Format

Send to

Choose Destination
Rev Gastroenterol Peru. 2003 Jan-Mar;23(1):58-66.

[Robotic and telerobotic surgical systems for abdominal surgery].

[Article in Spanish]

Author information

1
Hospital Nacional Arzobispo Loayza, Facultad de Medicina Humana USMP, Lima, Perú.

Abstract

The United States Food and Drug Administration (FDA) has approved four robotic surgical systems to be used in operations of clinical laparoscopy. The purpose of this article is to describe these four robotic surgical systems. In robotic laparoscopy surgery, AESOP and Endoassist replace the cameraman and provide a stable platform for the video telescope. AESOP is controlled by the surgeon's voice commands, whereas Endoassist responds to the movements of an infrared light adhered to the surgeon's head. During the telerobotic laparoscopic surgeries, the physician is seated in front of a computer console that is at a distance from the patient. The surgeon observes a virtual three-dimensional operating area and carries out the operation by controlling two tele-robotic arms, both of which hold the surgical instruments. These telerobotic arms simulate the movements of the surgeon's hands, with six degrees of freedom and two degrees of axial rotation. By combining the three-dimensional images and the movements which are similar to the manual movements of the surgical instruments, The complex laparoscopic procedures are facilitated. In June 2000, the tele-robotic surgical system Da Vinci was authorized by the FDA to act as an operating surgeon, but in October 2001, in the case of Zeus, it was only authorized to act as an assistant surgeon during laparoscopies,. Consequently, surgeons have reported great clinical experiences with Da Vinci. Tele-robotic, laparoscopic abdominal surgery is feasible, and its initial results are similar to those obtained from traditional laparoscopic surgery. Therefore, the tele-robotic and robotic surgical systems overcome some of the limitations inherent in traditional laparoscopic surgeries and they could increase the number of surgeons who could perform complex laparoscopies in the future.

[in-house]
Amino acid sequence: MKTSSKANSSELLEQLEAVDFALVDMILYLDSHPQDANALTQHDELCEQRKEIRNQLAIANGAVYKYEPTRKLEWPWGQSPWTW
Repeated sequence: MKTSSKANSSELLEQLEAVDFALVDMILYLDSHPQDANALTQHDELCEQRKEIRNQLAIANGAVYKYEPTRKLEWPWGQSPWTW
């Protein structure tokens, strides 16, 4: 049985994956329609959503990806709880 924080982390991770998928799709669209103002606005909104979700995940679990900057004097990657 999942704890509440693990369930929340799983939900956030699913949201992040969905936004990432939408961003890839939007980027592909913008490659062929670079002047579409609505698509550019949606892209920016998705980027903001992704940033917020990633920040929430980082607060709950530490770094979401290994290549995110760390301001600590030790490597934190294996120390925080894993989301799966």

PMID:
12768216
[Indexed for MEDLINE]

Supplemental Content

Loading ...
Support Center